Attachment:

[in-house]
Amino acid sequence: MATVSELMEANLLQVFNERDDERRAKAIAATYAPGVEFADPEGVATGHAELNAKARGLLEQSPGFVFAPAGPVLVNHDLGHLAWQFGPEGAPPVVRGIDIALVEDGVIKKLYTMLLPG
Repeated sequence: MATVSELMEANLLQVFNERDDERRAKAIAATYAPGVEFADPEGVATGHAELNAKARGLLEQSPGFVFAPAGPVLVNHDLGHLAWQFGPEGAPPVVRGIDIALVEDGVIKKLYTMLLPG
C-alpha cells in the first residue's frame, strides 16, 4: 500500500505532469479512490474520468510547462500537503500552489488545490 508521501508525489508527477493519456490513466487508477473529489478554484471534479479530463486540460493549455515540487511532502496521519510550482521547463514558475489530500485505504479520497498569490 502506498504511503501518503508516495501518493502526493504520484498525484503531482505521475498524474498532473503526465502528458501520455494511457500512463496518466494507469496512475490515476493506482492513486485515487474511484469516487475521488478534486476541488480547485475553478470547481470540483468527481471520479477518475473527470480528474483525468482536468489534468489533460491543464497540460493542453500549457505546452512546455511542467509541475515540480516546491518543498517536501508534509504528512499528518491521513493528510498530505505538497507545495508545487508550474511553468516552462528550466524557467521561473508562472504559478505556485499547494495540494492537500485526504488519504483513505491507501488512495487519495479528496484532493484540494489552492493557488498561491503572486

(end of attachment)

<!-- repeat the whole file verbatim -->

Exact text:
[in-house]
Amino acid sequence: MATVSELMEANLLQVFNERDDERRAKAIAATYAPGVEFADPEGVATGHAELNAKARGLLEQSPGFVFAPAGPVLVNHDLGHLAWQFGPEGAPPVVRGIDIALVEDGVIKKLYTMLLPG
Repeated sequence: MATVSELMEANLLQVFNERDDERRAKAIAATYAPGVEFADPEGVATGHAELNAKARGLLEQSPGFVFAPAGPVLVNHDLGHLAWQFGPEGAPPVVRGIDIALVEDGVIKKLYTMLLPG
C-alpha cells in the first residue's frame, strides 16, 4: 500500500505532469479512490474520468510547462500537503500552489488545490 508521501508525489508527477493519456490513466487508477473529489478554484471534479479530463486540460493549455515540487511532502496521519510550482521547463514558475489530500485505504479520497498569490 502506498504511503501518503508516495501518493502526493504520484498525484503531482505521475498524474498532473503526465502528458501520455494511457500512463496518466494507469496512475490515476493506482492513486485515487474511484469516487475521488478534486476541488480547485475553478470547481470540483468527481471520479477518475473527470480528474483525468482536468489534468489533460491543464497540460493542453500549457505546452512546455511542467509541475515540480516546491518543498517536501508534509504528512499528518491521513493528510498530505505538497507545495508545487508550474511553468516552462528550466524557467521561473508562472504559478505556485499547494495540494492537500485526504488519504483513505491507501488512495487519495479528496484532493484540494489552492493557488498561491503572486